Overview

In Ukraine, business use of electronic signatures is increasing and there is regular use of certificate-based digital signatures for day-to-day government activities.

In Ukraine, the legal framework on electronic signatures consists of the following legislation:

  • Law of Ukraine “On Electronic Trust Services” No. 2155-VIII as of 5 October 2017 (Law on Electronic Trust Services) – This law regulates the provision of electronic trust services and electronic identification. It defines principles for electronic trust services, including cross-border services, the rights and obligations of legal entities, the procedure for exercising the state supervision (control) over observance of legislative requirements in the area of electronic trust services, as well as the legal and organizational principles of implementation of electronic identification.
  • Law of Ukraine “On Electronic Documents and Electronic Document Flow” No. 851-IV as of 22 May 2003 (Law on Electronic Documents) – This Law discussed the organizational and legal principles of e-document flow and the use of e-documents. This Law discusses the framework for creating, sending, transmitting, receiving, storing, processing, using and destructing e-documents.
  • Civil Code of Ukraine as of 16 January 2003 No. 435-IV (articles 205-207) – The Civil Code further elaborates on the allowance of electronic signatures. According to the paragraph 3 of Article 207 of the Civil Code of Ukraine, use of any graphic reproduction of handwritten signature in electronic form is possible if explicitly allowed under the law or if the parties have agreed to the use of such signatures in advance in written form, whereby samples of respective analogue of personal handwritten signatures have been provided by the parties.

The Law on Electronic Trust Services defines three types of electronic signatures:

1. Simple Electronic Signature – any data in electronic form which is attached or logically associated with other data in electronic form and which is used by the signatory to sign a document.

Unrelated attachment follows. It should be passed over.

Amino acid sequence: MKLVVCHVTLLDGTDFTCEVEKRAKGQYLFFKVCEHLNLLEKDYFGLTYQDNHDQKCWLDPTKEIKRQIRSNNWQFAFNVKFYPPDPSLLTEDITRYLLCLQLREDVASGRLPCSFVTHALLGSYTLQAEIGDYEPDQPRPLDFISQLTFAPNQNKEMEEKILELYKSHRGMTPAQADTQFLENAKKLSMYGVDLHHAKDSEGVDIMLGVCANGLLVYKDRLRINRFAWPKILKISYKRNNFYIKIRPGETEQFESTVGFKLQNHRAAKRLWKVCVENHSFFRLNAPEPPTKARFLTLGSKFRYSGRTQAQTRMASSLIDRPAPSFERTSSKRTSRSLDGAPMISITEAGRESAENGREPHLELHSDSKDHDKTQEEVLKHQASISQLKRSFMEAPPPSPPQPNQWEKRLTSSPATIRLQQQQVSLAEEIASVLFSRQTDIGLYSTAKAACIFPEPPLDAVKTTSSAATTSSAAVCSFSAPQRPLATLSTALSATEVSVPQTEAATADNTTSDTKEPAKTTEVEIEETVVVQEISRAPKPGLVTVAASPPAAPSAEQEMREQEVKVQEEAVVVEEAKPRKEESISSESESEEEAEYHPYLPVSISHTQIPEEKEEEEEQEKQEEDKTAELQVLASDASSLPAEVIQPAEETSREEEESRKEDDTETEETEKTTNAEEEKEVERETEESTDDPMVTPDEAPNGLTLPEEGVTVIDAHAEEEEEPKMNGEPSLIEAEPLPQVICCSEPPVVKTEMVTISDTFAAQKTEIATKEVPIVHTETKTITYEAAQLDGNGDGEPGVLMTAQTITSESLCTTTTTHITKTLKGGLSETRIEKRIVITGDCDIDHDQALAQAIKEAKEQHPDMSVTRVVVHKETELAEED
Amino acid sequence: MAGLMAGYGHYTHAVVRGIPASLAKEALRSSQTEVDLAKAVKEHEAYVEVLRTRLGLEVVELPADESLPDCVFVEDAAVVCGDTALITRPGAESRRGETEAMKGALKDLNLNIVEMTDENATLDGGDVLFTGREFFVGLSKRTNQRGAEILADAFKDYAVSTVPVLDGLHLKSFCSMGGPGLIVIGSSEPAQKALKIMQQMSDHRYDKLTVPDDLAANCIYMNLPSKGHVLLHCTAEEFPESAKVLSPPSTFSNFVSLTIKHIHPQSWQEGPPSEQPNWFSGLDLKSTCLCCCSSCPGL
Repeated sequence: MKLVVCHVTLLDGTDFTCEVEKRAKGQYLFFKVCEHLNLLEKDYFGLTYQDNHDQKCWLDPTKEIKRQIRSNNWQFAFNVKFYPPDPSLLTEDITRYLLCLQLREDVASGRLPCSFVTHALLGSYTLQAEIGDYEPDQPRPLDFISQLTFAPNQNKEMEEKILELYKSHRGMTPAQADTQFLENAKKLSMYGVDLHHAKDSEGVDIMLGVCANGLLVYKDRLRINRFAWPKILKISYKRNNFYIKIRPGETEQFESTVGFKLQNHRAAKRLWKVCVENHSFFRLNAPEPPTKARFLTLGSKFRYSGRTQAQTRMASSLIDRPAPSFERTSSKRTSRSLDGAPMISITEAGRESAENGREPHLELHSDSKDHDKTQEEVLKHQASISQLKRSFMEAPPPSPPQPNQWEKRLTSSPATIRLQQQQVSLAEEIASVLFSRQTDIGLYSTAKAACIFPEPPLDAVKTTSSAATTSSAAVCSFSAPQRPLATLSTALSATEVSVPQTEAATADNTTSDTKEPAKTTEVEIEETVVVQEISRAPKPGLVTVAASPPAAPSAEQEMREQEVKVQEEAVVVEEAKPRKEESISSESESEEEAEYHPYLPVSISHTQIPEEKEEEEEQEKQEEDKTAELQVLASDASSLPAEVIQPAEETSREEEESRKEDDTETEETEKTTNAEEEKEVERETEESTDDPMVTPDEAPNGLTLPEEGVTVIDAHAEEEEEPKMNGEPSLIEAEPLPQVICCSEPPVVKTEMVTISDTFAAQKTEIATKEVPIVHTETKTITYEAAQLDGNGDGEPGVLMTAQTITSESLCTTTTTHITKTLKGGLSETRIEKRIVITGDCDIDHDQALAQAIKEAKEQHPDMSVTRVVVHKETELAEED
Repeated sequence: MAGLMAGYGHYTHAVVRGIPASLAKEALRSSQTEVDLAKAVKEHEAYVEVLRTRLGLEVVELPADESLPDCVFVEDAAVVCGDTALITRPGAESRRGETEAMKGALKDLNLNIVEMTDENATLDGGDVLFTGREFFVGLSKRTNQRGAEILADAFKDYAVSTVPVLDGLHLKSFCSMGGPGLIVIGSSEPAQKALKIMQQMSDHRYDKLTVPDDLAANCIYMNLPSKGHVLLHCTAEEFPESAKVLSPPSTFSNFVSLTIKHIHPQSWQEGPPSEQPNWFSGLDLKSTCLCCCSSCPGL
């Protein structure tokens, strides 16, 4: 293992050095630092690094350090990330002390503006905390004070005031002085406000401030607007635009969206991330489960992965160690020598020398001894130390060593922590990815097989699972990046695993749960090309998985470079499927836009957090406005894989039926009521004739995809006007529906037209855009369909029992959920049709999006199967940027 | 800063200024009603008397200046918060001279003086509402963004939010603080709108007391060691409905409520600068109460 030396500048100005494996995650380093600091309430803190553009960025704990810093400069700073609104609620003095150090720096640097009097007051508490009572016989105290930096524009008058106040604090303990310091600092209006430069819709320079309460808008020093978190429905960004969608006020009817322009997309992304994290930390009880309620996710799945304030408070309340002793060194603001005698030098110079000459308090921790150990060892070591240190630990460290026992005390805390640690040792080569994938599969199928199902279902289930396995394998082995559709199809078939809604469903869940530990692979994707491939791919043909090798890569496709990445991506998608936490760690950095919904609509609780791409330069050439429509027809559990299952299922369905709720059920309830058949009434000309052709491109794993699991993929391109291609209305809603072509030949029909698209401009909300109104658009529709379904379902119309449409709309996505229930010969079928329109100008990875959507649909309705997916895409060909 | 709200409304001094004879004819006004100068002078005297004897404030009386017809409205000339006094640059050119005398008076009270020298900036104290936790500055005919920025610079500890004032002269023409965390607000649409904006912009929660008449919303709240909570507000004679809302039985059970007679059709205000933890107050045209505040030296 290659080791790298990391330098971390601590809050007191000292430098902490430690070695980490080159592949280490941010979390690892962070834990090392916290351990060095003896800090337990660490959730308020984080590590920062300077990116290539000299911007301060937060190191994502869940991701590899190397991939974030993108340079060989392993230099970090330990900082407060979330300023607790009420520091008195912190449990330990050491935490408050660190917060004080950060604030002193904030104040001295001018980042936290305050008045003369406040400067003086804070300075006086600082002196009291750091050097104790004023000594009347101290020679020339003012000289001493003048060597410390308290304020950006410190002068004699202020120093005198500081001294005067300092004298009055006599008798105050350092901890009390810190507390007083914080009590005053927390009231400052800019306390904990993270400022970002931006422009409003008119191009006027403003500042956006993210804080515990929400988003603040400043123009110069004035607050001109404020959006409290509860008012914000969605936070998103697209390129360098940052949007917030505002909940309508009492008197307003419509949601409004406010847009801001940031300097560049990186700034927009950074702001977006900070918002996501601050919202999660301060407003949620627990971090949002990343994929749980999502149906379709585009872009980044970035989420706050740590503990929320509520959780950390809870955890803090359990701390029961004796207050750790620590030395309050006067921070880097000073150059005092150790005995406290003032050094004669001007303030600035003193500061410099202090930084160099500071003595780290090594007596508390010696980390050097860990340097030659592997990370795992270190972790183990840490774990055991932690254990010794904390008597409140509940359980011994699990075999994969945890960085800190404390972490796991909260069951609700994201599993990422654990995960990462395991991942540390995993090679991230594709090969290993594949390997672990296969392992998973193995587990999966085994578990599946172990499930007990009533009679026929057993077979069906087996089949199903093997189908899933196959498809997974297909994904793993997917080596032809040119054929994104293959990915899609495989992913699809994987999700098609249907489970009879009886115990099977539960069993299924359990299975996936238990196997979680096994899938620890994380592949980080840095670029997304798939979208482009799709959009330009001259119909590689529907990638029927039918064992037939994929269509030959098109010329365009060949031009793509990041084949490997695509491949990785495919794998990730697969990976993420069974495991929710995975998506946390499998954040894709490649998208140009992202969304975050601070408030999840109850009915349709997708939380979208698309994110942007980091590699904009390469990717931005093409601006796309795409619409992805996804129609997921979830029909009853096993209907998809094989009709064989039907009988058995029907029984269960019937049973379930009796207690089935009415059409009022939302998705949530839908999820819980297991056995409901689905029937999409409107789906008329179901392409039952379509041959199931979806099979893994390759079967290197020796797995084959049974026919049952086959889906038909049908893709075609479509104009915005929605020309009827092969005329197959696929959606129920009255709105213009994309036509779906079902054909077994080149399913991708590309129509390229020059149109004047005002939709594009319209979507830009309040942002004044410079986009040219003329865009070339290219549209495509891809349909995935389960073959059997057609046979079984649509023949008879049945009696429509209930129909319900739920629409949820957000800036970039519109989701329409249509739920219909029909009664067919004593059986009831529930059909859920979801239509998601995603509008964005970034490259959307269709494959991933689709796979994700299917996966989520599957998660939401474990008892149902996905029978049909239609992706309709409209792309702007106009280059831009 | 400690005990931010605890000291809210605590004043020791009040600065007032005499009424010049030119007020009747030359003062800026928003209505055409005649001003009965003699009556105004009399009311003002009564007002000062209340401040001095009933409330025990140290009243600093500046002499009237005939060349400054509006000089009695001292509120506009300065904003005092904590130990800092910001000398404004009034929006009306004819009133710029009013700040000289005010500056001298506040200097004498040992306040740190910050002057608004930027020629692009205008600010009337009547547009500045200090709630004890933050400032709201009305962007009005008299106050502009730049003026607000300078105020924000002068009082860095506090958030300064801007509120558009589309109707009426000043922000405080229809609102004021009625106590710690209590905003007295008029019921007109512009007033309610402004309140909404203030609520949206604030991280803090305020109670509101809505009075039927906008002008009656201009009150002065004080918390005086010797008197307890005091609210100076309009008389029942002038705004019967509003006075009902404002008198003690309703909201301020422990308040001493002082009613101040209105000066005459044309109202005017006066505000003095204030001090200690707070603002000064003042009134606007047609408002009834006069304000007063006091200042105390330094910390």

2. Advanced Electronic Signature –  this type of electronic signature must:

  1. Be created by means of cryptographic transformations of electronic data to which this signature is linked;
  2. be created with the use of the advanced electronic signature device and personal key uniquely linked to the signer;
  3. enable electronic identification of the signer;
  4. make it possible to detect violations of integrity of electronic data to which this signature is linked.

3. Qualified Electronic Signature – this type of electronic signature has the equivalent legal effect of a handwritten signature if it:  

  1. complies with requirements established to advanced electronic signature;
  2. is created with the use of qualified electronic signature device (QESD);
  3. is based on qualified public key certificate from a qualified trust service provider (QTSP);
  4. establishes a clear connection with the signer;
  5. ensures sole control of the signer by the appropriate personal key.

Qualified electronic signatures may only be based on a qualified public key certificate issued by a qualified trust service provider authorized for the issuance, verification and confirmation of qualified electronic signatures and included in the “Trusted List”. The Law on Electronic Trust Services recognizes the validity of qualified electronic signatures issued by foreign QTSPs. However, in practice, qualified electronic signatures issued by foreign qualified trust service providers are not recognized as valid in Ukraine due to an absence of international treaties which provide the list of foreign trust service providers which are recognized in Ukraine. Thus, only qualified electronic signatures issued by QTSPs listed on the Ministry of Digital Transformation of Ukraine official website https://czo.gov.ua/ are considered valid at this time.

With regard to the requirement that the signature be created with the use of a QESD, a QESD must provide the user of the trust services with the result of verification process and detect all events relating to information security breaches. Additionally, specific requirements for QESDs are defined for (i) notaries, state registrars; (ii) officials of local and state authorities, enterprises and institutions of state ownership for the purposes of conclusion of deals, provision of administrative and other services in electronic form, information exchange with other legal entities.